John Griffiths: City Corporation’s ‘destination’ initiative carries a degree of risk

John Griffiths: City Corporation’s ‘destination’ initiative carries a degree of risk

Destination City is the strapline the City of London Corporation is using to reboot and re-position the Square Mile as it looks to recover from the ravages of the pandemic. The Chairman of Policy and Resources, and de facto leader of the City’s Council, Chris Hayward, describes this £2.5 million per annum flagship initiative as a “once-in-a-generation opportunity to redefine the City and enhance its leisure offer”. Like some of the street artists performing at Saturday’s all-day launch event, he is engaging in a high-wire act while facing some tricky, prevailing headwinds.

Critical to the promotion of Destination City is the delivery of an annual programme of large-scale events designed to have mass appeal and become a regular fixture in London’s cultural calendar. Spectacle is something the City is extremely good at. However, its recent pitch-perfect commemoration of the late Queen has also delayed and set back the launch preparations.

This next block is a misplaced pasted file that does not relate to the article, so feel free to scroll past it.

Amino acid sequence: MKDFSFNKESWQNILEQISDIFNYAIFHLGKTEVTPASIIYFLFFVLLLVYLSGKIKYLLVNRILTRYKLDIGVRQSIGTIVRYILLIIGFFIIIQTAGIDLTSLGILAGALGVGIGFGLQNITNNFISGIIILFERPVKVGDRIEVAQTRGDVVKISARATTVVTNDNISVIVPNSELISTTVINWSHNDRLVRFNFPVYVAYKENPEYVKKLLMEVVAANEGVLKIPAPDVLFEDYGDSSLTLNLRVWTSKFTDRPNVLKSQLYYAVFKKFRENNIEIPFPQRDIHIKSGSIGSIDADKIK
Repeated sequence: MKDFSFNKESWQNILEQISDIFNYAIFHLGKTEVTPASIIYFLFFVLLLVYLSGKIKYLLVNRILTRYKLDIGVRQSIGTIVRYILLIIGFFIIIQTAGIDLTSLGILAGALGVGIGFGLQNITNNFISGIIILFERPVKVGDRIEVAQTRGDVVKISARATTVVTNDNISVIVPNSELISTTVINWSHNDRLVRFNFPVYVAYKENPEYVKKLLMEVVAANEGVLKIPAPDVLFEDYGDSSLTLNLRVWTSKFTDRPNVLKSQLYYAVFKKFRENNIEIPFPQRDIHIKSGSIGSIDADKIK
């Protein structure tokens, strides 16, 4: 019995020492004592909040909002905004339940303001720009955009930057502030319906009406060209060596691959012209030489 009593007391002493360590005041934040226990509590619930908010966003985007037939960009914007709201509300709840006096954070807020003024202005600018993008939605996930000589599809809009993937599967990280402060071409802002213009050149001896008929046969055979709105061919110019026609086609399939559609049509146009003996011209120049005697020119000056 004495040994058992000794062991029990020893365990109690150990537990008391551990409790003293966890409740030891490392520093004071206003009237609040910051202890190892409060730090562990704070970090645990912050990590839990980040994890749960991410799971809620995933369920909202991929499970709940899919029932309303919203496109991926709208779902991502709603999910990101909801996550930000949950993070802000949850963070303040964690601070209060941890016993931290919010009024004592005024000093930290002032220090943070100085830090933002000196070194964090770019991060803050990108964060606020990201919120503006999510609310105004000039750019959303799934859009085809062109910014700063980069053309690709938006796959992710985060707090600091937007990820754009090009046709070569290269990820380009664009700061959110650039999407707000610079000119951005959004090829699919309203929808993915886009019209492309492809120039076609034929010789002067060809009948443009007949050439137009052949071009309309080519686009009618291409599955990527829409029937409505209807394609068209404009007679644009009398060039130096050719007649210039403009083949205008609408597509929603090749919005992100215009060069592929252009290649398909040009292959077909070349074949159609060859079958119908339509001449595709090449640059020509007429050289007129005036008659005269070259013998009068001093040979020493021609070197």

Other countervailing pressures threaten to undermine Destination City and should compel the corporation to tread carefully. The optics of launching what could be regarded simply as more “bread and circuses” against a backdrop of a growing cost of living crisis need consideration, as does their environmental impact at a time when the City is also promoting its climate action strategy and many European cities are turning their lights off.

The City is determined to press ahead, having recruited a new Destination team headed by a former New West End Company associate director of marketing. This Saturday’s launch attraction, The Golden Key, curated by BAFTA award-winning producers Coney, promises to be an “immersive take-over event”, featuring a range of theatre, games, and performances across the City’s iconic venues and outdoor spaces.

Whether it proves to be the key to more than just an evening of fun and entertainment by kick starting an enduring repositioning of the City of London is what is really at stake.

John Griffiths is a City of London Common Councillor for the Ward of Castle Baynard.

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